The government didn't get stuck with the "riskiest" assets as collateral, JPMorgan Chase CEO tells a Senate committee looking into the deal.

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The Bear Stearns assets provided to the Federal Reserve as collateral in the securities firm’s sale weren’t its “riskiest,” JPMorgan Chase Chief Executive Officer Jamie Dimon told the Senate Banking Committee on Thursday.

“The notion that Bear Stearns’ riskiest assets have been placed in the $30 billion Fed facility is simply not true,” Dimon said. “And if there is ever a loss on the assets pledged to the Fed, the first $1 billion of that loss will be borne by JPMorgan alone.”

The central bank agreed to provide $29 billion of financing as part of JPMorgan’s March 16 takeover. Bear Stearns, formerly the fifth-largest U.S. securities firm, was close to bankruptcy last month after a run wiped out its cash reserves. The Fed provided emergency funding and then helped arrange JPMorgan’s purchase.

New York Federal Reserve Bank President Timothy Geithner told the committee that the central bank’s emergency actions to rescue Bear Stearns were aimed at halting a crisis that would have caused “protracted” damage to the economy. Fed Chairman Ben Bernanke told lawmakers that while the aid wasn’t a Fed bailout of Bear Stearns, it was true that the central bank “bailed out the markets in general.”

Still, JPMorgan “could not and would not have assumed the substantial risks of acquiring Bear Stearns” without the Fed’s help, Dimon said.

The Fed is placing the Bear Stearns assets in a portfolio managed by BlackRock Financial Management and expects to eventually recover its investment, Bernanke said.

The assets consist of “performing” residential and commercial mortgages, along with various bonds carrying at least investment grades, according to the New York Fed. Bear Stearns valued the portfolio at $30 billion March 14, the Fed said.

The assets also include asset-backed securities, bonds backed by commercial mortgages and collateralized bond obligations, according to the Fed. The assets were reviewed by the Fed and weren’t individually selected by JPMorgan Chase or Bear Stearns, the New York Fed said.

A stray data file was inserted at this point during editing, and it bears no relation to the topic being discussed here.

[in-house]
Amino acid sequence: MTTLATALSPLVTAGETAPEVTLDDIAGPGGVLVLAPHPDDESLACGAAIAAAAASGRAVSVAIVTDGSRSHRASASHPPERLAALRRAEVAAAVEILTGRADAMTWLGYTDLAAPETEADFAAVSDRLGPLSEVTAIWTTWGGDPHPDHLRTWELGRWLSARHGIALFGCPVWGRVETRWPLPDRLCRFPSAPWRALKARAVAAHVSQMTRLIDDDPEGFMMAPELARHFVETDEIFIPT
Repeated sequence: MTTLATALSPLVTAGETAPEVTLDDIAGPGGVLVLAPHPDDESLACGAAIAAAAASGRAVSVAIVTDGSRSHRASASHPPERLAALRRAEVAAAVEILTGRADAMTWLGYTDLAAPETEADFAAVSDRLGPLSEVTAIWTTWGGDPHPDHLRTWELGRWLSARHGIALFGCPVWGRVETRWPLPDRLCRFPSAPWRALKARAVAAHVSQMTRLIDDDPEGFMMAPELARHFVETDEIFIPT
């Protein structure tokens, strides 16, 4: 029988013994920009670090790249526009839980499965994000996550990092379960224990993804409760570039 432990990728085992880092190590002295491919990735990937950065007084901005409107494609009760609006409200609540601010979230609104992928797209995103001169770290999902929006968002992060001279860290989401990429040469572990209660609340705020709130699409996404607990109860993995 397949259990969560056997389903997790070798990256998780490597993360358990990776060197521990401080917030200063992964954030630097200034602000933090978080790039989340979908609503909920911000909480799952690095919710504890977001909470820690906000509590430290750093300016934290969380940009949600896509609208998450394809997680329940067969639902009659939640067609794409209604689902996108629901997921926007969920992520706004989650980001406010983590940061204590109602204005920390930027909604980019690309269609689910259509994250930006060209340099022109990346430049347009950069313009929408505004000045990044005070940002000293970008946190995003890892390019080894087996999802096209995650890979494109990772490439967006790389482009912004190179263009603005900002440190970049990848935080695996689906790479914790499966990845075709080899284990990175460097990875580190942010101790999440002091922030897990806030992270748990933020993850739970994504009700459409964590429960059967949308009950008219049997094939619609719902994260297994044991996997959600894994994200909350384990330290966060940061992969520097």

The assets taken by the Fed are current and domestic securities rated as investment-grade, Dimon said.

“We kept the riskier and more-complex securities in the Bear Stearns portfolio for our own account,” he said. “We did not cherry-pick the assets in the collateral pool.”

Without the Fed-engineered deal, Bear Stearns would have failed, and “the consequences could have been disastrous,” Dimon said. “People all over America — union members, retirees, small-business owners, and our parents and children — are now invested in the financial system through pensions, 401(k)s, mutual funds and the like.”

Bear Stearns CEO Alan Schwartz said the security firm might have survived if the Fed had acted earlier to lend money directly to investment banks.

“Had the discount window been opened to investment banks for their high-quality collateral, I think it is highly, highly unlikely in my personal opinion that we would be in the situation we find ourselves in today,” Schwartz said.

Fed loans to investment banks have averaged about $38.1 billion a day for the past week, according to the central bank.

After striking a deal to buy Bear Stearns for less than 10 percent of its market value March 16, JPMorgan increased its offer a week later amid a revolt by the smaller firm’s shareholders.

Bloomberg News reporters Ian Katz, Yalman Onaran, Jody Shenn and Craig Torres contributed to this story.